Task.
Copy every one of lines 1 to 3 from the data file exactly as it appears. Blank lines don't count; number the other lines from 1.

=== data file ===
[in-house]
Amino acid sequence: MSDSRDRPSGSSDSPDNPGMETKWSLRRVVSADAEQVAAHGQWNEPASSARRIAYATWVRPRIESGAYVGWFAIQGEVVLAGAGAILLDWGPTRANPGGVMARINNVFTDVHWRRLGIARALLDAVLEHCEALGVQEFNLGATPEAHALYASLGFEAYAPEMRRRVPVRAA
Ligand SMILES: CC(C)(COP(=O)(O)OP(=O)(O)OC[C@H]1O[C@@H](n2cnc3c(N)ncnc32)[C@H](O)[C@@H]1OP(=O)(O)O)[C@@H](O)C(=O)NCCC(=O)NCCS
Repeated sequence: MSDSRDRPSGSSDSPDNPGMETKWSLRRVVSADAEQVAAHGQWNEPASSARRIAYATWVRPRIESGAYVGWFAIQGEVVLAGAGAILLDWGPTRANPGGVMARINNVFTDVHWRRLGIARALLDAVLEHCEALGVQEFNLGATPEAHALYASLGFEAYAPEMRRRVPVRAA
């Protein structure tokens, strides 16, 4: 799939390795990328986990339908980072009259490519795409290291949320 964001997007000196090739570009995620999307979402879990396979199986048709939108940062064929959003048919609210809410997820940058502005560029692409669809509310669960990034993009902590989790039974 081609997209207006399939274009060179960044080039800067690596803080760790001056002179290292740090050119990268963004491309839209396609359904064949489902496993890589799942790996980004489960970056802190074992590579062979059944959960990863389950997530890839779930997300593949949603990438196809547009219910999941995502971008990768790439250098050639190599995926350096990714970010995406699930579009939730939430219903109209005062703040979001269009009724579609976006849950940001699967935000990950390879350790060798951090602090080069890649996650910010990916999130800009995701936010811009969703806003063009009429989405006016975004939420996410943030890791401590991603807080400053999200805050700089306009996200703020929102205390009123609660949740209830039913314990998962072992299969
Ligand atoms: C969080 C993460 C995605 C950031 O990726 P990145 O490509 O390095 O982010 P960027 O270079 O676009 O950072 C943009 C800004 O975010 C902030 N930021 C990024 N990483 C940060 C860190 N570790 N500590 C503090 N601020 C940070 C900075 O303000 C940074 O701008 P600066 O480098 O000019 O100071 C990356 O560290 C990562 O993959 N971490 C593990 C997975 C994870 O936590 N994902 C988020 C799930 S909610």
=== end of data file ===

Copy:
[in-house]
Amino acid sequence: MSDSRDRPSGSSDSPDNPGMETKWSLRRVVSADAEQVAAHGQWNEPASSARRIAYATWVRPRIESGAYVGWFAIQGEVVLAGAGAILLDWGPTRANPGGVMARINNVFTDVHWRRLGIARALLDAVLEHCEALGVQEFNLGATPEAHALYASLGFEAYAPEMRRRVPVRAA
Ligand SMILES: CC(C)(COP(=O)(O)OP(=O)(O)OC[C@H]1O[C@@H](n2cnc3c(N)ncnc32)[C@H](O)[C@@H]1OP(=O)(O)O)[C@@H](O)C(=O)NCCC(=O)NCCS